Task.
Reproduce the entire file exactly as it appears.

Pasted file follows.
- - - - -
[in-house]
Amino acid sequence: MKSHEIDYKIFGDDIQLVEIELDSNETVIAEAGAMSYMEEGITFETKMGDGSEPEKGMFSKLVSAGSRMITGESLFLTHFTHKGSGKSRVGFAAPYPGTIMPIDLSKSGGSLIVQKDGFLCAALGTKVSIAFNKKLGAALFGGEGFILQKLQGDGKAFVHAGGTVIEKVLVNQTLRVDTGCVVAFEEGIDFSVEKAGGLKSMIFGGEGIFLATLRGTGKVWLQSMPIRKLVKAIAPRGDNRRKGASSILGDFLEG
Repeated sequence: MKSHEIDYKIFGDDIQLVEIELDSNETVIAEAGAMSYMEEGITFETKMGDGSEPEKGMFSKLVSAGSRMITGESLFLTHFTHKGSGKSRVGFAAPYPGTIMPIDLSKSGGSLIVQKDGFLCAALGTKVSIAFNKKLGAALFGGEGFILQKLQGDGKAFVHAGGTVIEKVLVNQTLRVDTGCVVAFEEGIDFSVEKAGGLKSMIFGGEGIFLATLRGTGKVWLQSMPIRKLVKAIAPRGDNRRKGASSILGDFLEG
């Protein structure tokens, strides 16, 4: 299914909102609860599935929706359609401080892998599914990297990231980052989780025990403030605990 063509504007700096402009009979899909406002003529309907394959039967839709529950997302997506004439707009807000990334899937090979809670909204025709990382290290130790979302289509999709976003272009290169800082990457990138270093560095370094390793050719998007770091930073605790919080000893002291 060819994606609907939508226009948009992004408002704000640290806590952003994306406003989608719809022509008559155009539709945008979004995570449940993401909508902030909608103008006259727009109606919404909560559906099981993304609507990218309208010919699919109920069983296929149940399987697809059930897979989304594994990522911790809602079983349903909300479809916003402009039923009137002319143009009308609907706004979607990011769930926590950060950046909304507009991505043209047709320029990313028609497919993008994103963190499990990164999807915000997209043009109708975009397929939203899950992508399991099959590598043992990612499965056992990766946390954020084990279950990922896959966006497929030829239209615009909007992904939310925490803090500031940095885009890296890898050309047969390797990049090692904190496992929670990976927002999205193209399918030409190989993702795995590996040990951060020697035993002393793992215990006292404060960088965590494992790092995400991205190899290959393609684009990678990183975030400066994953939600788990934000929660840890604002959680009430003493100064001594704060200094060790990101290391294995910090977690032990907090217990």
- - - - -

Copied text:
[in-house]
Amino acid sequence: MKSHEIDYKIFGDDIQLVEIELDSNETVIAEAGAMSYMEEGITFETKMGDGSEPEKGMFSKLVSAGSRMITGESLFLTHFTHKGSGKSRVGFAAPYPGTIMPIDLSKSGGSLIVQKDGFLCAALGTKVSIAFNKKLGAALFGGEGFILQKLQGDGKAFVHAGGTVIEKVLVNQTLRVDTGCVVAFEEGIDFSVEKAGGLKSMIFGGEGIFLATLRGTGKVWLQSMPIRKLVKAIAPRGDNRRKGASSILGDFLEG
Repeated sequence: MKSHEIDYKIFGDDIQLVEIELDSNETVIAEAGAMSYMEEGITFETKMGDGSEPEKGMFSKLVSAGSRMITGESLFLTHFTHKGSGKSRVGFAAPYPGTIMPIDLSKSGGSLIVQKDGFLCAALGTKVSIAFNKKLGAALFGGEGFILQKLQGDGKAFVHAGGTVIEKVLVNQTLRVDTGCVVAFEEGIDFSVEKAGGLKSMIFGGEGIFLATLRGTGKVWLQSMPIRKLVKAIAPRGDNRRKGASSILGDFLEG
């Protein structure tokens, strides 16, 4: 299914909102609860599935929706359609401080892998599914990297990231980052989780025990403030605990 063509504007700096402009009979899909406002003529309907394959039967839709529950997302997506004439707009807000990334899937090979809670909204025709990382290290130790979302289509999709976003272009290169800082990457990138270093560095370094390793050719998007770091930073605790919080000893002291 060819994606609907939508226009948009992004408002704000640290806590952003994306406003989608719809022509008559155009539709945008979004995570449940993401909508902030909608103008006259727009109606919404909560559906099981993304609507990218309208010919699919109920069983296929149940399987697809059930897979989304594994990522911790809602079983349903909300479809916003402009039923009137002319143009009308609907706004979607990011769930926590950060950046909304507009991505043209047709320029990313028609497919993008994103963190499990990164999807915000997209043009109708975009397929939203899950992508399991099959590598043992990612499965056992990766946390954020084990279950990922896959966006497929030829239209615009909007992904939310925490803090500031940095885009890296890898050309047969390797990049090692904190496992929670990976927002999205193209399918030409190989993702795995590996040990951060020697035993002393793992215990006292404060960088965590494992790092995400991205190899290959393609684009990678990183975030400066994953939600788990934000929660840890604002959680009430003493100064001594704060200094060790990101290391294995910090977690032990907090217990």